over the last few years, outperforming major market
indices. The answer lies in another great insight when the
discipline of strategy converges with the world of valua-
tion: Great stocks are not always the most profitable busi-
nesses, and the most profitable businesses are not always
great stocks.
For about 10 years, BMWs ROI hovered around a low
2%-4%. Suddenly, in the year 2000, an uptrend began
that has brought the businesss returns to cost of capital
levels for the first time in years. These levels approximate
merely corporate average levels. The key here isnt the
absolute level but the dramatic change in returns and
thereby a change in investors long-term expectations of
future financial performance.
This concept requires deeper investigation. Bill Miller
of Legg Mason is one of the most respected mutual fund
managers in the investment industry. His money manage-
ment skills and those of his team have delivered to their
investors market outperformance for 13 years straight.
On the heels of his 12th consecutive year of achieving
returns in the funds he managed that were superior to
the market indices, Miller commented in his 2002 fourth
quarter commentary:
Thefirst duty of theinvestor or analyst is to figureout
what is embedded in theprice, what is discounted. The
failureto address that question is themain sourceof
thepoor relativeresults of most money managers and
thegeneral lack of valueprovided by theopinions of
In BMWs case, real annual performance changed dra-
matically, and the changes drove investors expectations.
The companys cash flow generating abilities were much
lower years ago and higher in 2001, 2002, and 2003,
though still relatively lowaverage at best. That change,
however, drove large valuation increases and stock market
outperformance. Its important to understand that this
didnt result from BMW suddenly producing products
that people began to be happy withcustomers have cer-
tainly been pleased for years. The result is from a change
in ROI level, even if it is only reaching an average level
now. The dramatic change in longer-term expectations
has driven the stocks incredible rise.
Gillette provides us with a flip side to this example. In
Figure 3, youll see incredibly high cash flow returns on
investment coupled with stock market performance that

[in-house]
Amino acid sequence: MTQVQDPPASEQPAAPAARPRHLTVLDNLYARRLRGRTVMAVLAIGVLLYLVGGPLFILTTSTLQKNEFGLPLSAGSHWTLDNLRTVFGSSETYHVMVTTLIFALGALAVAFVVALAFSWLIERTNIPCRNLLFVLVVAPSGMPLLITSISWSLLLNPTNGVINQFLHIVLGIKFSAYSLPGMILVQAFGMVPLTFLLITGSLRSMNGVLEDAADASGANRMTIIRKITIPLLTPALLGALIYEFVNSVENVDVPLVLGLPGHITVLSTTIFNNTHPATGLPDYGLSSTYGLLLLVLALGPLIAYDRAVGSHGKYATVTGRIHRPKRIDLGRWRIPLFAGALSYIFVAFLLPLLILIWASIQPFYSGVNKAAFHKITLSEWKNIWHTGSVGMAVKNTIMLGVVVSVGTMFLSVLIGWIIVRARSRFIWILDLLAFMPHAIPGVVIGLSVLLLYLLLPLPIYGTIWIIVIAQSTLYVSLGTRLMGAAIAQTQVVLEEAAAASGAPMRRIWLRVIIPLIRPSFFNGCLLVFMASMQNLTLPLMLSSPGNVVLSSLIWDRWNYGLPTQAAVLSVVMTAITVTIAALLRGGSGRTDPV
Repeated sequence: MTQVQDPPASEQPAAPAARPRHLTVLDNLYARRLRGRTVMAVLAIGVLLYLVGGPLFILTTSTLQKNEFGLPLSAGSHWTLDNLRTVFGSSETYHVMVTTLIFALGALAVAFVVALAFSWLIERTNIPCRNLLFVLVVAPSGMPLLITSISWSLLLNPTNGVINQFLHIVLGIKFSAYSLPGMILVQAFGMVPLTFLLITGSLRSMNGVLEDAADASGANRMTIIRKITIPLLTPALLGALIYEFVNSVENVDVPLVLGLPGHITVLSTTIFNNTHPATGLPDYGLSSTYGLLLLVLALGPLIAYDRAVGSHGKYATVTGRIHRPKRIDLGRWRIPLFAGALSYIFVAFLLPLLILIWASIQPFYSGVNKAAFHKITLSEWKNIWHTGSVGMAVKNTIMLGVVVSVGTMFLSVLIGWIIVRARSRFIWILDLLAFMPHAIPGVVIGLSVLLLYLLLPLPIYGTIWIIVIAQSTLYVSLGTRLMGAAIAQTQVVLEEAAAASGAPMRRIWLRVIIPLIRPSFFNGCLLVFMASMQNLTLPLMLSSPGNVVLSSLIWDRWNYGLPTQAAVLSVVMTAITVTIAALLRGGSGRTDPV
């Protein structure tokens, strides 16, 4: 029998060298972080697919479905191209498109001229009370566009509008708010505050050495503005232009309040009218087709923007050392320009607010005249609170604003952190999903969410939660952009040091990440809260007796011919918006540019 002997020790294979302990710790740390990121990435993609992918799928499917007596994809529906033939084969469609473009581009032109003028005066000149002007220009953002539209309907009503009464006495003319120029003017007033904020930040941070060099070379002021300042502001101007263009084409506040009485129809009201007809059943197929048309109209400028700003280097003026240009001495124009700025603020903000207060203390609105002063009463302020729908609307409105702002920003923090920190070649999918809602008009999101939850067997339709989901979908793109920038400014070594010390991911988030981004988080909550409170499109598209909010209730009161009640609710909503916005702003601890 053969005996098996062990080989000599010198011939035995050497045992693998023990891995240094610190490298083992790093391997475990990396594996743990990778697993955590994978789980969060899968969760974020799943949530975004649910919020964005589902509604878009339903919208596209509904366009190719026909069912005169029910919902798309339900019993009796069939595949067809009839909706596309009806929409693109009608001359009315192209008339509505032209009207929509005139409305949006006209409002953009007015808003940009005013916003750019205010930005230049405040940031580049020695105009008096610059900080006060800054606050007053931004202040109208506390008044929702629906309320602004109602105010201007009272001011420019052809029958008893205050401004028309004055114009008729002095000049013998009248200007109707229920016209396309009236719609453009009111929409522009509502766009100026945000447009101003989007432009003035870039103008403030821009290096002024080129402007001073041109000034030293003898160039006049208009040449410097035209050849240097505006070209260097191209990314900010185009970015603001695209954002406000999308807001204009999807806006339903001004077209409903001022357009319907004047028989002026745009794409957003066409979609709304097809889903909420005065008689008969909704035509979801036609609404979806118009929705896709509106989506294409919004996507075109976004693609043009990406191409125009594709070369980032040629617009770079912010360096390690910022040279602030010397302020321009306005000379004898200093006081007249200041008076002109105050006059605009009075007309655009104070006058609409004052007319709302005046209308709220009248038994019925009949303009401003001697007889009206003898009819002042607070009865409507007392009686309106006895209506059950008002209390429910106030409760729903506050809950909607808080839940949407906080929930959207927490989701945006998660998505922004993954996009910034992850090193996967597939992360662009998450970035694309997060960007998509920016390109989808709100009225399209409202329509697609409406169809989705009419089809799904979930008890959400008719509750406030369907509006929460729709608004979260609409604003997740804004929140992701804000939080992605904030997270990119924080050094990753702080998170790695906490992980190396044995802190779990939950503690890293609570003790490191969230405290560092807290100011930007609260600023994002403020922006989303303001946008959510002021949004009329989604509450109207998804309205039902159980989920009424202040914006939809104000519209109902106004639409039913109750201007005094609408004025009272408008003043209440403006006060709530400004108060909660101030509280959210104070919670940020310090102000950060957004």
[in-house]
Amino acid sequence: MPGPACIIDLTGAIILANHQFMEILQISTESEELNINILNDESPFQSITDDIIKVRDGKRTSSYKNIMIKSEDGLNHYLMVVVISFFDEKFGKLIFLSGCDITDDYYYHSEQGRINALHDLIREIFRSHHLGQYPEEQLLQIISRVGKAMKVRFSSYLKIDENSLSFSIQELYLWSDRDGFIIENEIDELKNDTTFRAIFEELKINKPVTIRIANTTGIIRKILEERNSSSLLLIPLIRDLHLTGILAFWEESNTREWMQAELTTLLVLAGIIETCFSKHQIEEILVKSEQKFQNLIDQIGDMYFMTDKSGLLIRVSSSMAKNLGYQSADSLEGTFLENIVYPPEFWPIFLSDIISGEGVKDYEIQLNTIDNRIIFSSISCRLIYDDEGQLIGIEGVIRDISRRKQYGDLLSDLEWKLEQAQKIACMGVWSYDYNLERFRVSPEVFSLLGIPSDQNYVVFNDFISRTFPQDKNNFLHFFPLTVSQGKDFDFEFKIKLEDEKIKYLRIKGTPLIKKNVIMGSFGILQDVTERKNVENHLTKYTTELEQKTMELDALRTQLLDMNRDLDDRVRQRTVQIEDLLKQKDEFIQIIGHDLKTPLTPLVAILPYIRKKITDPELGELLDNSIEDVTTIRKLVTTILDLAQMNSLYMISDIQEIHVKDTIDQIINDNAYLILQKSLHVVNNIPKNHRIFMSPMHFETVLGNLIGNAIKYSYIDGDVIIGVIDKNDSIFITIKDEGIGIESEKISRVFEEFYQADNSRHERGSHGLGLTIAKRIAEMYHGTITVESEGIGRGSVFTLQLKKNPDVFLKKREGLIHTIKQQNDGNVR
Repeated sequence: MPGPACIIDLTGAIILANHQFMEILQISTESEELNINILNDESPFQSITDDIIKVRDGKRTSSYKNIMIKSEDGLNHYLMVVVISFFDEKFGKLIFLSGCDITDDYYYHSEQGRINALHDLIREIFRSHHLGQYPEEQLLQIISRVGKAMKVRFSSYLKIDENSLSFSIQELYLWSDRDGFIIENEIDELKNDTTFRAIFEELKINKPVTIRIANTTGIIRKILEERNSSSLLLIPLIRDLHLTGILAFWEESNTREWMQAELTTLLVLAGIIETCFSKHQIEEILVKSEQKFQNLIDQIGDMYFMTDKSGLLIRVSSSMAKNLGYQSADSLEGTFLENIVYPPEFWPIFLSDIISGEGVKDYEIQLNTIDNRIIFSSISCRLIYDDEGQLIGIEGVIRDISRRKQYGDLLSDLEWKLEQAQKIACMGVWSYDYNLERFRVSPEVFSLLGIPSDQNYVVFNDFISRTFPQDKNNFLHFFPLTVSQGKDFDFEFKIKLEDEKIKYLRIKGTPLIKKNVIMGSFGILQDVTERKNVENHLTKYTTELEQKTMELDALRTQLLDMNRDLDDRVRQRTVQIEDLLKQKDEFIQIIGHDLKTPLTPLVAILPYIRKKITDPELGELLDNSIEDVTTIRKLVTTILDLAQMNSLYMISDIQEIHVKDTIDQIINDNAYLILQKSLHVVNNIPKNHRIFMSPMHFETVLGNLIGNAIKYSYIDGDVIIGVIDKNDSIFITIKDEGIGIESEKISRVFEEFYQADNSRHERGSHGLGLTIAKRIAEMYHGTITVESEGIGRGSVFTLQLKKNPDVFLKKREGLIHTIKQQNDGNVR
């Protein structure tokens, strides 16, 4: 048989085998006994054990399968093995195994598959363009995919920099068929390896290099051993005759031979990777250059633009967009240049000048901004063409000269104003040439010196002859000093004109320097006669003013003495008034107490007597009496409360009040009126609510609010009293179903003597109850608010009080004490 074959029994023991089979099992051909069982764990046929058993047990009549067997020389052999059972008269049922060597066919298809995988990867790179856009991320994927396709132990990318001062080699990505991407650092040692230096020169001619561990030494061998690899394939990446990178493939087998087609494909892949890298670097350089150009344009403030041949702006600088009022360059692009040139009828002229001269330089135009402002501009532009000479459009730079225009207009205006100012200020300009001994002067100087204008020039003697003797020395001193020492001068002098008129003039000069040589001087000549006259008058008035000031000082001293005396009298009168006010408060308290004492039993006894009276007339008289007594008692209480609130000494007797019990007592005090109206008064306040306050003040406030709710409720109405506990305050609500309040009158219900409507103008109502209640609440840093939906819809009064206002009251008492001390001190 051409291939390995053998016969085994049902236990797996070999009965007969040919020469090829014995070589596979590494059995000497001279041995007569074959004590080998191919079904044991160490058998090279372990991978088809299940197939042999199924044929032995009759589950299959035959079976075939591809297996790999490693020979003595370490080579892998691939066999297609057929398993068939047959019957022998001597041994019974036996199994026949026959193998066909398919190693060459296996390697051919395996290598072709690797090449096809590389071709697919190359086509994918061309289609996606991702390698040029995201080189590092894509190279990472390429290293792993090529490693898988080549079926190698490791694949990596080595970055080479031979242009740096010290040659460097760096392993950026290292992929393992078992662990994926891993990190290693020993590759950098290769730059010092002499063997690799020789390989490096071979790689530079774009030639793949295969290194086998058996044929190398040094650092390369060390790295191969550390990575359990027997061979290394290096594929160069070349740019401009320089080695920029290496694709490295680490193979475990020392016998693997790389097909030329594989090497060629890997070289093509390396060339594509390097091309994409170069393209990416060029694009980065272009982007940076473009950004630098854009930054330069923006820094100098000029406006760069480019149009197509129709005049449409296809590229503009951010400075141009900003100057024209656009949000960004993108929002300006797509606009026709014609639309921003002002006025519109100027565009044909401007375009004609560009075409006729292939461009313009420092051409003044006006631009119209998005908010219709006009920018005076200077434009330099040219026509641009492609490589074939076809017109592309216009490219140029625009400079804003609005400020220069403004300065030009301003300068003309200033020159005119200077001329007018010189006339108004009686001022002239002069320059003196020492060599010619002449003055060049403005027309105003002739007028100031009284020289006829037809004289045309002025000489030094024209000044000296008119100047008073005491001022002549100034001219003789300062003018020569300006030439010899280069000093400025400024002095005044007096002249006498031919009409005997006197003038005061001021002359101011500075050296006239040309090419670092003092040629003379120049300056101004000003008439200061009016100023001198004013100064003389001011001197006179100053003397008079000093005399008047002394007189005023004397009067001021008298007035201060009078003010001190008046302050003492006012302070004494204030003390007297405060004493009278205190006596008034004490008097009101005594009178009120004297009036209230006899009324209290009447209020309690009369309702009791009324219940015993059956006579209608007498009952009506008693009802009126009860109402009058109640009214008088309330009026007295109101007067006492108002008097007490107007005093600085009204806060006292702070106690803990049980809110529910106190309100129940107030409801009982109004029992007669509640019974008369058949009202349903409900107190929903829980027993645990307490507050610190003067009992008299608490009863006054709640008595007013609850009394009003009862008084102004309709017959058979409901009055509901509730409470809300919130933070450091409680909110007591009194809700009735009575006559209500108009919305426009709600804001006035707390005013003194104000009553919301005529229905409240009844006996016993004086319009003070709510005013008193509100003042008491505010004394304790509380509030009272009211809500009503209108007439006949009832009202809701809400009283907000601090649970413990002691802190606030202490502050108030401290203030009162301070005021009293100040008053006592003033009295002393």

fails to meet its prior peaks by a long shot. In 1996 and
1997, Gillette was trading at all-time stock valuation
highs, but over the next several years the stock price
dropped, and now, even seven years later, the market still
hasnt rewarded Gillette with its previous valuation level.
Too often, inexperienced analysts, managers, and con-
sultants assume that such a drop in stock price must sig-
nal the companys fall into corporate average or
below-average performance in terms of profits or cash
flow generating ability. Yet Gillette still generates massive
operating cash flowas the CFROIs showwith phe-
nomenally high returns that are well above its cost of
capital or market averages.
This analysis tells us that something else must be at
work. Specifically, changes in investor expectations, not
problems with the businesss absolute cash flow generat-
ing ability, have driven stock price. When Gillettes stock
reached its 1997 peak share price, you had to presume an
embedded expectation level of performance that was far
too highmuch greater than the company could actually
achieve. So, while Gillettes performance remained solid
on an absolute level, its performance didnt meet previous
expectation levels. Gillette will only enjoy those valuation
levels when expectations increase again. And this can
happen only when investors see the potential for even
higher performance based on strategies in place. Great
business models arent always great stocks.
St at i c Monopol y vs. Ongoi ng Monopol i zat i on
Notice Gillettes extremely high ROI levels in Figure 3.
You could argue that the company is certainly fulfilling
otherwise unmet customer needs. People will pay higher
prices for Gillettes Mach 3 blades than others because
customers feel there is no real substitute. As discussed, it
isnt enough that an offering is enjoyed and appreciated
by customers. In order to achieve pricing power and the
opportunity for higher returns, the product or service
A u g u s t 2 0 0 4
must be the only one that provides that particular enjoy-
ment or need fulfillment. Gillettes blades, among its oth-
er products, have that characteristic as its high cash flow